I have come across several strange tales concerning Salisbury Railway Station in the past but never this one.

It was January 1901 and the last train of the night had passed through Salisbury nearly an hour previously.

The station was locked and deserted, staffed only by Walter Durham, a railway night-watchman, whose main job was to keep the fires burning in the waiting rooms and offices.

After a late supper in the porter’s room, he began checking all of the buildings and platforms. But this night something very strange happened as Walter Durham was to recall later.

“I was crossing the lines when I suddenly saw a dark shape moving in the firelight in the waiting room. I could see a man quite plainly through the window. I threw open the door and shouted ‘Who’s there?’.

“I could see a tall figure standing in the glow of the waiting room fire and by his side was a large black dog. At that moment the dog went for me – it didn’t make a sound but simply hurled itself at me. I fell back against the door and as I watched, the man and his dog simply vanished into thin air.”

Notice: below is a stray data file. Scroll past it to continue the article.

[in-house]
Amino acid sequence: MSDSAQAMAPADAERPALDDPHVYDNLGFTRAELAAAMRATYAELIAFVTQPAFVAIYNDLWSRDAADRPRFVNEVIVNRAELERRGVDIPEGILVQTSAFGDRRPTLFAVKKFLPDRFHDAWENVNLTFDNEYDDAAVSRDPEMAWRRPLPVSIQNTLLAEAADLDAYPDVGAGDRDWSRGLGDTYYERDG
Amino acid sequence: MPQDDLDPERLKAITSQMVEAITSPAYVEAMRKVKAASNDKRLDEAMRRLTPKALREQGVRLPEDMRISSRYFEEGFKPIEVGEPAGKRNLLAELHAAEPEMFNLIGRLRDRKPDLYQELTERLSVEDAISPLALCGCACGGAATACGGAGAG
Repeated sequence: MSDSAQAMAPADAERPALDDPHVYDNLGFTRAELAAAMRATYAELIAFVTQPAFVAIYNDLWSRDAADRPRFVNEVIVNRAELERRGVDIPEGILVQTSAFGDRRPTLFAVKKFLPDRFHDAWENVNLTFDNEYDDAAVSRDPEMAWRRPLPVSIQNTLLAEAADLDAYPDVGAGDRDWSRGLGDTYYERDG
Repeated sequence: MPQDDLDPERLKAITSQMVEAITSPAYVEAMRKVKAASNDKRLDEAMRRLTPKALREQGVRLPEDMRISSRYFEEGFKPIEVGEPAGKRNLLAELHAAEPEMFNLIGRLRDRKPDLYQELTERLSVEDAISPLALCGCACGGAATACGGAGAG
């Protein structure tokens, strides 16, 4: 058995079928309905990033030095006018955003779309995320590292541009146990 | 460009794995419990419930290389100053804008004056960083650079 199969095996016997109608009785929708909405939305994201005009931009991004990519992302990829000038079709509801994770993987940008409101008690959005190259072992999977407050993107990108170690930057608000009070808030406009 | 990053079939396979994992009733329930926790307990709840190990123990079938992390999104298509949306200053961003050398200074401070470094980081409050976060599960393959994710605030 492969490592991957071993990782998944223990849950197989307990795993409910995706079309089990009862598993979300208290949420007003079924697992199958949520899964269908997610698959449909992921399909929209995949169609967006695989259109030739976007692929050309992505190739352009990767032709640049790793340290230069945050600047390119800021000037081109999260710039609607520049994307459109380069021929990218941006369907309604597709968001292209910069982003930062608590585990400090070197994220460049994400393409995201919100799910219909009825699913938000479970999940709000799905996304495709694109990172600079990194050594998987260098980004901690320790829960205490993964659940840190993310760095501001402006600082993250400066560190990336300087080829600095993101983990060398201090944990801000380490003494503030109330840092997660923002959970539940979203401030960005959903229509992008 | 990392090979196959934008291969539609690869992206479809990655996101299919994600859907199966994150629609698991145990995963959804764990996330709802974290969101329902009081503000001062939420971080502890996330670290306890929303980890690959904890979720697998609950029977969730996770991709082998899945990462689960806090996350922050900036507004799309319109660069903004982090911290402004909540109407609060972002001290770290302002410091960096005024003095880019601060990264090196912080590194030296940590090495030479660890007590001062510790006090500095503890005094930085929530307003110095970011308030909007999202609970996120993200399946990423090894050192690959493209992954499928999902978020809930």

Durham was found by the railway station’s early morning staff in a state of shock and accused of being drunk on duty. As a life-long teetotaller and devoted churchgoer, Durham was highly incensed by the suggestion and the allegations were later dropped.

Soon after, a local clergyman, the Reverend Harry Kendall, a member for the Society of Psychical Research, carried out his own investigation and wrote: “Since the incident I have made enquiries among railway employees and discovered that the spectre has been seen on at least half-a-dozen occasions.”

I wonder if present day staff have encountered such goings-on at the railway station.

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